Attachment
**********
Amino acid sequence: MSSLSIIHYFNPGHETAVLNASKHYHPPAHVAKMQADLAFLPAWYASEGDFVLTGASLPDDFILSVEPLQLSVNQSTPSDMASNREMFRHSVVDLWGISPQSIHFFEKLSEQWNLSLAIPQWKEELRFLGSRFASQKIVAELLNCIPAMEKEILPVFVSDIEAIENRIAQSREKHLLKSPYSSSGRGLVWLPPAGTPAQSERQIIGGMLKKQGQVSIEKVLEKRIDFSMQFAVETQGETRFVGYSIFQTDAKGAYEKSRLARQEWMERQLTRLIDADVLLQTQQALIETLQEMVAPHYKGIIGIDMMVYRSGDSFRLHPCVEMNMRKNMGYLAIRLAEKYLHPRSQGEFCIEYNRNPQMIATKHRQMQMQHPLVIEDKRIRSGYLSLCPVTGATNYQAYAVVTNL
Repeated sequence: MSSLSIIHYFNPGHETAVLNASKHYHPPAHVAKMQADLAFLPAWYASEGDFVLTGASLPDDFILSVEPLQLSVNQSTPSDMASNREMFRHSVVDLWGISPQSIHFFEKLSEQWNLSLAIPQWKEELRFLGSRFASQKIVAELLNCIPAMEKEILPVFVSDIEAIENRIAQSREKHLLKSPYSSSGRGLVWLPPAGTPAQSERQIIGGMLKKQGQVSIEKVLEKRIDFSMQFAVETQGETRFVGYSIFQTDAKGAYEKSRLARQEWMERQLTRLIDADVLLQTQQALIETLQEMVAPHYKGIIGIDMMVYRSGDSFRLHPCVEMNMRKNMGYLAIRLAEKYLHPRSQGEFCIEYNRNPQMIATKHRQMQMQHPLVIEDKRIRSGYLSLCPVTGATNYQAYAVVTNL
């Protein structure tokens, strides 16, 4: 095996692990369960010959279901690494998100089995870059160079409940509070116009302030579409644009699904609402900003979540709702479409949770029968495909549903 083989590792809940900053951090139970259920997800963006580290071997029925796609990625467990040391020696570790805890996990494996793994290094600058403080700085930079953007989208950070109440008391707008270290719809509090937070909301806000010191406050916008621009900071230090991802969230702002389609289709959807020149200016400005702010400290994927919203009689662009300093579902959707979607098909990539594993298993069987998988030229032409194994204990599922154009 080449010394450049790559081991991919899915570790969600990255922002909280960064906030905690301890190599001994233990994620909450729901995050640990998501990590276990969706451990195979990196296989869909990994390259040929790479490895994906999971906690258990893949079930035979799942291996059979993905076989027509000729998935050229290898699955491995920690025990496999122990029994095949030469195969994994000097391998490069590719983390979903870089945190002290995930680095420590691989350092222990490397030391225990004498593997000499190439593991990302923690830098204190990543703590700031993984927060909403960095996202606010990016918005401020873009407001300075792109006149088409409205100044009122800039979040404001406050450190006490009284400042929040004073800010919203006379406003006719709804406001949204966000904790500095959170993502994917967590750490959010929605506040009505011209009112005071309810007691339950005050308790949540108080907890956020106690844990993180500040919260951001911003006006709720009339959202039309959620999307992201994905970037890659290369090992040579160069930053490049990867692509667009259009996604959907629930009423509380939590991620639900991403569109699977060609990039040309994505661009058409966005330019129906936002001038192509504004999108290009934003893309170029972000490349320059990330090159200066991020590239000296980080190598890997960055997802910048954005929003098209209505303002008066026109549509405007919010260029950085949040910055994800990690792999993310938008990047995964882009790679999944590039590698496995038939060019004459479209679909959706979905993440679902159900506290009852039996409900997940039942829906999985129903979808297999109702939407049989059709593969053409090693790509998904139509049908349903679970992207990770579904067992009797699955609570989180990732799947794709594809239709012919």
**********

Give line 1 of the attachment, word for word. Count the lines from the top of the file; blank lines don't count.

Amino acid sequence: MSSLSIIHYFNPGHETAVLNASKHYHPPAHVAKMQADLAFLPAWYASEGDFVLTGASLPDDFILSVEPLQLSVNQSTPSDMASNREMFRHSVVDLWGISPQSIHFFEKLSEQWNLSLAIPQWKEELRFLGSRFASQKIVAELLNCIPAMEKEILPVFVSDIEAIENRIAQSREKHLLKSPYSSSGRGLVWLPPAGTPAQSERQIIGGMLKKQGQVSIEKVLEKRIDFSMQFAVETQGETRFVGYSIFQTDAKGAYEKSRLARQEWMERQLTRLIDADVLLQTQQALIETLQEMVAPHYKGIIGIDMMVYRSGDSFRLHPCVEMNMRKNMGYLAIRLAEKYLHPRSQGEFCIEYNRNPQMIATKHRQMQMQHPLVIEDKRIRSGYLSLCPVTGATNYQAYAVVTNL